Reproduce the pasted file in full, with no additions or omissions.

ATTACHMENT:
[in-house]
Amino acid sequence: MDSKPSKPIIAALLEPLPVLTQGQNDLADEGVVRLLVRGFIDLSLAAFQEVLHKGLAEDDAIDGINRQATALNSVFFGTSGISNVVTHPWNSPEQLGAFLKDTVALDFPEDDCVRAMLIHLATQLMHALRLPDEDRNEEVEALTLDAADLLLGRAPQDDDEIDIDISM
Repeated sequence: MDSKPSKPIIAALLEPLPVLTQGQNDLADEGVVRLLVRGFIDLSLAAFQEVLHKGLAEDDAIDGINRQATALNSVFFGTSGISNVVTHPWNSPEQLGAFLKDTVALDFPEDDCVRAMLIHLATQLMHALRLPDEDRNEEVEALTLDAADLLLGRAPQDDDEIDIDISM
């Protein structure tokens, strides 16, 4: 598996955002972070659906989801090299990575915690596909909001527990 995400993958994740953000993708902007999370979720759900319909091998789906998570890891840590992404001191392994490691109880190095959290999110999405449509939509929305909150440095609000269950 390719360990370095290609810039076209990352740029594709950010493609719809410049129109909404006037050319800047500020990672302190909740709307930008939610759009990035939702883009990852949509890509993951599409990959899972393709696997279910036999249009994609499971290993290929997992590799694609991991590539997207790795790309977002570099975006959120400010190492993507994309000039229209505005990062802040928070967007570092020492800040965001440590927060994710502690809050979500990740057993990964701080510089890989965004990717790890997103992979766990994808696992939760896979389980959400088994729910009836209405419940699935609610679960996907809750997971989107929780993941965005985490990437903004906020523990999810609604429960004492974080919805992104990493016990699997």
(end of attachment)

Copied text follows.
[in-house]
Amino acid sequence: MDSKPSKPIIAALLEPLPVLTQGQNDLADEGVVRLLVRGFIDLSLAAFQEVLHKGLAEDDAIDGINRQATALNSVFFGTSGISNVVTHPWNSPEQLGAFLKDTVALDFPEDDCVRAMLIHLATQLMHALRLPDEDRNEEVEALTLDAADLLLGRAPQDDDEIDIDISM
Repeated sequence: MDSKPSKPIIAALLEPLPVLTQGQNDLADEGVVRLLVRGFIDLSLAAFQEVLHKGLAEDDAIDGINRQATALNSVFFGTSGISNVVTHPWNSPEQLGAFLKDTVALDFPEDDCVRAMLIHLATQLMHALRLPDEDRNEEVEALTLDAADLLLGRAPQDDDEIDIDISM
């Protein structure tokens, strides 16, 4: 598996955002972070659906989801090299990575915690596909909001527990 995400993958994740953000993708902007999370979720759900319909091998789906998570890891840590992404001191392994490691109880190095959290999110999405449509939509929305909150440095609000269950 390719360990370095290609810039076209990352740029594709950010493609719809410049129109909404006037050319800047500020990672302190909740709307930008939610759009990035939702883009990852949509890509993951599409990959899972393709696997279910036999249009994609499971290993290929997992590799694609991991590539997207790795790309977002570099975006959120400010190492993507994309000039229209505005990062802040928070967007570092020492800040965001440590927060994710502690809050979500990740057993990964701080510089890989965004990717790890997103992979766990994808696992939760896979389980959400088994729910009836209405419940699935609610679960996907809750997971989107929780993941965005985490990437903004906020523990999810609604429960004492974080919805992104990493016990699997």